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Sprite

Patrols for Summer Camp

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Our troop is very excited to have 17 first year scouts giving us 36 boys. Traditionally Summer Camp is where the boys really start fitting in with the troop. This year is also a Philmont year for us. So 2 of our senior leaders (SM,ASM) will not be attending the full summer camp. Our former SM will come, but he doesn't know our first year scouts.

 

I am former ASM, now CC and going to camp for full week, previously did 1/2. SM is trying to recruit more than 3 adults we have now to go.

 

Our troop has been slowly, excruciatingly learning about the Patrol Method. What do you guys think about setting up Patrols for Summer camp alone. I have 7 older/experienced scouts (3 of which are also going to Philmont) and 4 scouts going to camp for the second year. This shouldn't be the permanent patrols because we will be missing several other experienced scouts who couldn't afford time, money or both to do summer camp and Philmont.

 

So in my own self-defense (poor excuse) I thought we could set up 3 patrols with the experienced scouts leading each and mentoring the first years which would make the adults job easier and encourage the boys to enforce camp rules. Since our boys are in the early stages of learning to be boy led, I'm looking for more good advice.

 

Before you rehash what you've said already I want to thank the following for these words of advice I have picked up through the forum.

 

From Beavah:

Patrol Leader teach it by word and example. The goal is to turn over camp tasks and hikes to the kids first.

From Eagledad

A few examples are we think like that the Patrol Leaders have to get their patrol up and in formation to do a Troop flag ceremony before we hike down to the Camp Flag Ceremony. We ask that scouts only come to Flag as a patrol. That forces the PL leader to get the scouts organized to bring them to the Troop Flag. Typically our troop arrives to the Camp Ceremony late the first couple of days. The embarrassment encourages the Patrol leaders to build better team work and to seek out guidience is they need some from the SPL. We don't allow the adults to follow or lead scouts to their classes. We want the scouts to learn how to seek out help there and and develop independence. Scouts are not allowed to leave camp without telling the patrol leader first. That sounds simple, it actually requires team work and understanding who is the responsible leader at the time because the PL is likely in class somewhere. IT is frustrating at first, but the patrol quickly learns how to create a roster so that there is always someone who is responsible in camp when needed.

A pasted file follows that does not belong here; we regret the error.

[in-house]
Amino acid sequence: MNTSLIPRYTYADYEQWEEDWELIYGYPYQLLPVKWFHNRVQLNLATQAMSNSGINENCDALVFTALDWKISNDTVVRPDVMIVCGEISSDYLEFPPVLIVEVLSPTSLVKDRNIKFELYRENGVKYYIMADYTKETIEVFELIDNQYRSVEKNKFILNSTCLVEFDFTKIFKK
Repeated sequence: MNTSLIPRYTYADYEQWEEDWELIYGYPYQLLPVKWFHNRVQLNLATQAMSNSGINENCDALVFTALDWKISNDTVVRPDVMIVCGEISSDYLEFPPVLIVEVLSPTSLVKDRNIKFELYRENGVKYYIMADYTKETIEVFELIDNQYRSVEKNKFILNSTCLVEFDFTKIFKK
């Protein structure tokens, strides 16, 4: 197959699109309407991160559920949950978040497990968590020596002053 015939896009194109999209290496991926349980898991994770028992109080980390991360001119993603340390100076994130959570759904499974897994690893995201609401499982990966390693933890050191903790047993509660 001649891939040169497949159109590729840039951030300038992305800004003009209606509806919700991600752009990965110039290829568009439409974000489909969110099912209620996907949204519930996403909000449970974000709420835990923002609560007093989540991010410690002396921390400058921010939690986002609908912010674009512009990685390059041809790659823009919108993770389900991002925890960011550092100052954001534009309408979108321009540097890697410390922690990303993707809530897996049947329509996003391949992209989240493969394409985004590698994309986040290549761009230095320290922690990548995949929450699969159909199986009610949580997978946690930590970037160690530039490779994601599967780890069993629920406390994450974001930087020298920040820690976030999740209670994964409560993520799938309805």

We have a PLC every day so that the SPL pass along new camp information and to remind the PLs of our troop programs like a game, troop campfire and usually a troop swim or shoot. The SPL always volunteers our troop to do a Camp Flag ceremony, clean up detail, and a camp service project.

From nwsscouttrainer

When fighting broke out this past weekend, he made all of the participants stop and recite the scout law then discuss how they were violating it. He then reminded them that as scouts, their adherence to the Oath and Law was required just as much as being able to tie knots, build fires or complete a five mile hike when it comes to earning rank. If they cannot display behavior in accordance with the Oath and Law, they may not be ready to be awarded First or Second Class Rank.

From ozemu

Getting along with each other is a main part of Scouting. This behaviour is a gift for us to explore that in detail and very personally. Scouting is not about MB's and camping skills (great though those things are).

This behaviour should be the focus of the Troop/Patrol and the SM and ASM's should have it as priority #1.

From anarchist:

Adult leaders need to remember that scouting has many competing activities and unless we are willing to go the extra mile..with guidelines, deadlines, call me back ticklers how can we expect it to trickle down? Sure it is more work but we must constantly stand at the scouts elbow and softly make corrections, hints and suggestions...even lending a gentle hand occasionally to avoid setting the troop up for constant failure...as we train the older scouts we may find time to stand back but only rarely do we actually get to sit down to drink our coffee...And yes as it has been said hundreds of thousands of times...boy led is more work and more chaos for the adults than a Webelos III troop program...but if we really believe in the Boy Led idea we need to support it with the extra work...

From Kudu http://www.inquiry.net/patrol/leaders_creed.htm